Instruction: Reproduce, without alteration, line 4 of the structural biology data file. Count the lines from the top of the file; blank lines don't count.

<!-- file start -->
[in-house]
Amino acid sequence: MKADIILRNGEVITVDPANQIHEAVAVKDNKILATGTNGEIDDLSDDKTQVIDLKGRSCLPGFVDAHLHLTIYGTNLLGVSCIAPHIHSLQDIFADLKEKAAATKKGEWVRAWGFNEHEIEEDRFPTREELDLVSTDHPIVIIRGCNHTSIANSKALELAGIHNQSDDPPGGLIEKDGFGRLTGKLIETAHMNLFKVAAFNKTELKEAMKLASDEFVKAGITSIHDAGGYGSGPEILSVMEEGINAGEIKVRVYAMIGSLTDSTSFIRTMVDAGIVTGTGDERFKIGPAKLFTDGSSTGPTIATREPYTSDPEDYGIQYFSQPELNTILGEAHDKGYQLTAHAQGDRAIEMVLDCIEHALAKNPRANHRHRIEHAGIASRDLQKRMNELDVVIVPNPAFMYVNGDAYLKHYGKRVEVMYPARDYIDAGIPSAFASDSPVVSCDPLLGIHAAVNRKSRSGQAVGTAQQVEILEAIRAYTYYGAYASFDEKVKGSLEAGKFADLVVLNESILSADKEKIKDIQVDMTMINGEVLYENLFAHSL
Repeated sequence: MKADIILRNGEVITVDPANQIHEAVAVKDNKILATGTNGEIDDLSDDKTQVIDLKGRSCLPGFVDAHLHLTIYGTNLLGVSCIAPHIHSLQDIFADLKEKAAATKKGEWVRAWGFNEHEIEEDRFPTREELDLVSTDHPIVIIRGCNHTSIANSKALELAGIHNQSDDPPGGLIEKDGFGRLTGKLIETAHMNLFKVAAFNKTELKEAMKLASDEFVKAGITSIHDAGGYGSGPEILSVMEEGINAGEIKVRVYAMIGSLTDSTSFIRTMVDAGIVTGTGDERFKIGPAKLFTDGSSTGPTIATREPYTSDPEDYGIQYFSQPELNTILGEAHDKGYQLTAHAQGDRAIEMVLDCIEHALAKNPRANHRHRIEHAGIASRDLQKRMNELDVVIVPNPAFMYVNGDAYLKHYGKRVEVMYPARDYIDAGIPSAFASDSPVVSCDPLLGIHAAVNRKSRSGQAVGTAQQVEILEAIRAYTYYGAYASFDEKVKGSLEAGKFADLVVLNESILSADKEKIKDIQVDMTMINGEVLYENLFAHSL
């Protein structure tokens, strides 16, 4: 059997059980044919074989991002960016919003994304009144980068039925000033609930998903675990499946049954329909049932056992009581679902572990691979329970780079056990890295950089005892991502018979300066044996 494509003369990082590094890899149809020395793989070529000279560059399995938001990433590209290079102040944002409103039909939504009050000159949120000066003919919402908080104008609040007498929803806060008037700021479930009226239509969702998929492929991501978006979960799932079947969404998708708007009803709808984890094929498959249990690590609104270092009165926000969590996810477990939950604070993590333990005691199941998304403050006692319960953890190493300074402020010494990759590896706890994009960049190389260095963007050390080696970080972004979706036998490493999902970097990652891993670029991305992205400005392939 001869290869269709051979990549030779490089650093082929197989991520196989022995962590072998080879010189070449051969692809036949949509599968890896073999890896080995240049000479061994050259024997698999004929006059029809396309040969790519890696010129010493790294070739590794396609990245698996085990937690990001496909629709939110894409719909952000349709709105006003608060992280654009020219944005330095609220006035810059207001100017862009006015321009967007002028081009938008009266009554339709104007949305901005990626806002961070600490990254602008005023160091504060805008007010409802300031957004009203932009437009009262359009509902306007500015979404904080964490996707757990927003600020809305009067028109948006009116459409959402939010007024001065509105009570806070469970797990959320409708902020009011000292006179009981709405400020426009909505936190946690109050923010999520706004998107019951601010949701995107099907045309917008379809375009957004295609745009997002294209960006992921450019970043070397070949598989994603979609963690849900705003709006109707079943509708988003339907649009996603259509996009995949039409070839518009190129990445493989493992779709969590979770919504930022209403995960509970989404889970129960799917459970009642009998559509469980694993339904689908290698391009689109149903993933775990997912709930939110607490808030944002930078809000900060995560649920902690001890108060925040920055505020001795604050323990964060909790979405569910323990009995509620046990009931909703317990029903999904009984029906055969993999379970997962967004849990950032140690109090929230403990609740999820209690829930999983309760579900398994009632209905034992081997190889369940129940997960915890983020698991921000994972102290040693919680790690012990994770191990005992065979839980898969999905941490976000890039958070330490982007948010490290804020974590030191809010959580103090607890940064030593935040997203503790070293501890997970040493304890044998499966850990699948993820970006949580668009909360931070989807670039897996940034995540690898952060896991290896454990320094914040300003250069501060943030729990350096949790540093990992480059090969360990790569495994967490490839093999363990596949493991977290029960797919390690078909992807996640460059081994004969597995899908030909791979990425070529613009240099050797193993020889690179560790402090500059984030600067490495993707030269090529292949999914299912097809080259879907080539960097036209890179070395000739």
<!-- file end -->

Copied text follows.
């Protein structure tokens, strides 16, 4: 059997059980044919074989991002960016919003994304009144980068039925000033609930998903675990499946049954329909049932056992009581679902572990691979329970780079056990890295950089005892991502018979300066044996 494509003369990082590094890899149809020395793989070529000279560059399995938001990433590209290079102040944002409103039909939504009050000159949120000066003919919402908080104008609040007498929803806060008037700021479930009226239509969702998929492929991501978006979960799932079947969404998708708007009803709808984890094929498959249990690590609104270092009165926000969590996810477990939950604070993590333990005691199941998304403050006692319960953890190493300074402020010494990759590896706890994009960049190389260095963007050390080696970080972004979706036998490493999902970097990652891993670029991305992205400005392939 001869290869269709051979990549030779490089650093082929197989991520196989022995962590072998080879010189070449051969692809036949949509599968890896073999890896080995240049000479061994050259024997698999004929006059029809396309040969790519890696010129010493790294070739590794396609990245698996085990937690990001496909629709939110894409719909952000349709709105006003608060992280654009020219944005330095609220006035810059207001100017862009006015321009967007002028081009938008009266009554339709104007949305901005990626806002961070600490990254602008005023160091504060805008007010409802300031957004009203932009437009009262359009509902306007500015979404904080964490996707757990927003600020809305009067028109948006009116459409959402939010007024001065509105009570806070469970797990959320409708902020009011000292006179009981709405400020426009909505936190946690109050923010999520706004998107019951601010949701995107099907045309917008379809375009957004295609745009997002294209960006992921450019970043070397070949598989994603979609963690849900705003709006109707079943509708988003339907649009996603259509996009995949039409070839518009190129990445493989493992779709969590979770919504930022209403995960509970989404889970129960799917459970009642009998559509469980694993339904689908290698391009689109149903993933775990997912709930939110607490808030944002930078809000900060995560649920902690001890108060925040920055505020001795604050323990964060909790979405569910323990009995509620046990009931909703317990029903999904009984029906055969993999379970997962967004849990950032140690109090929230403990609740999820209690829930999983309760579900398994009632209905034992081997190889369940129940997960915890983020698991921000994972102290040693919680790690012990994770191990005992065979839980898969999905941490976000890039958070330490982007948010490290804020974590030191809010959580103090607890940064030593935040997203503790070293501890997970040493304890044998499966850990699948993820970006949580668009909360931070989807670039897996940034995540690898952060896991290896454990320094914040300003250069501060943030729990350096949790540093990992480059090969360990790569495994967490490839093999363990596949493991977290029960797919390690078909992807996640460059081994004969597995899908030909791979990425070529613009240099050797193993020889690179560790402090500059984030600067490495993707030269090529292949999914299912097809080259879907080539960097036209890179070395000739």